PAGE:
Colleges have existed for centuries without the need for internet. Of course, that’s partly because the online world didn’t exist until a couple decades ago. The internet has made education a million times easier, bringing an abundance of information to the palm of your hand within seconds. Seriously, how on Earth did people write research papers before the invention of the internet? It’s also now easier to turn in assignments without the need to submit a physical copy or to leave your computer.

I don’t know how other schools are, but mine has a platform called D2L (Desire to Learn) where professors can upload assignments and students can turn them in. Through it, I can also get links and pdfs of readings, post in discussion boards, communicate with my professors and check my grades. If this exists for free, then why do I need to pay to get access to similar content?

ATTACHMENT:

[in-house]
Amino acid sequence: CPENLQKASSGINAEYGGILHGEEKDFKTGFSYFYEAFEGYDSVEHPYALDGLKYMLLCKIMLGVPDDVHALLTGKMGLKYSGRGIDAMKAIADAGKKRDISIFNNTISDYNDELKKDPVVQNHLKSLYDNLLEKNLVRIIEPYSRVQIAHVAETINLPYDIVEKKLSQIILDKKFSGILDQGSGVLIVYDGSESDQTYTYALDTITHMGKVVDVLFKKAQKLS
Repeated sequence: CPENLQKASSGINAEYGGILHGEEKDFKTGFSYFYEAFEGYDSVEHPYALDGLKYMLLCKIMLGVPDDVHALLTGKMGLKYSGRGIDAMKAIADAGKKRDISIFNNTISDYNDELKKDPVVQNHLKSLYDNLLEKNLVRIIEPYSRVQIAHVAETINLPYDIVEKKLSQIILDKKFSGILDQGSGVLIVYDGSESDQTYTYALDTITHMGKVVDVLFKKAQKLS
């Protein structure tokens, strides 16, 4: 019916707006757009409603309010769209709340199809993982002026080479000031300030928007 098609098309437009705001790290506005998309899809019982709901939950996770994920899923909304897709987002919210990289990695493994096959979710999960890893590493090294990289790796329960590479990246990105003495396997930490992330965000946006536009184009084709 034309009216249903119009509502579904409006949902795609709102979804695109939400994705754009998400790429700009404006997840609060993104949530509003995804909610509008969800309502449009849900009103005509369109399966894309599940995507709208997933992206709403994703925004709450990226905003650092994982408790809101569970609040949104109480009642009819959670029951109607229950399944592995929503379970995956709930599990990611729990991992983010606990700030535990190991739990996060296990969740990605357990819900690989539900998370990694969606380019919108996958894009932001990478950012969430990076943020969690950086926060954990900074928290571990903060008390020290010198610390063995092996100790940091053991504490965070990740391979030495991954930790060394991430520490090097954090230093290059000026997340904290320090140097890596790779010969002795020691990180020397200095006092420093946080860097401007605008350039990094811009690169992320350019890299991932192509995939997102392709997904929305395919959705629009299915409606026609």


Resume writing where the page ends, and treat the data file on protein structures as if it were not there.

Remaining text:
In my research, I found information about the sneaky reason why access codes exist, but very little on why professors choose to make students buy them. The reason why publishers offer the online content that costs anywhere from $60-$150 to buy is because they’re basically trying to outsmart the students. Because the overwhelming majority of college students have very little money to spend, they use strategies to save any extra dollar they can on overpriced textbooks, such as sharing, renting, buying used and opting out of buying one at all. For the publishers, this frugality means that they don’t get as much profit as they would like. So, they created the access code.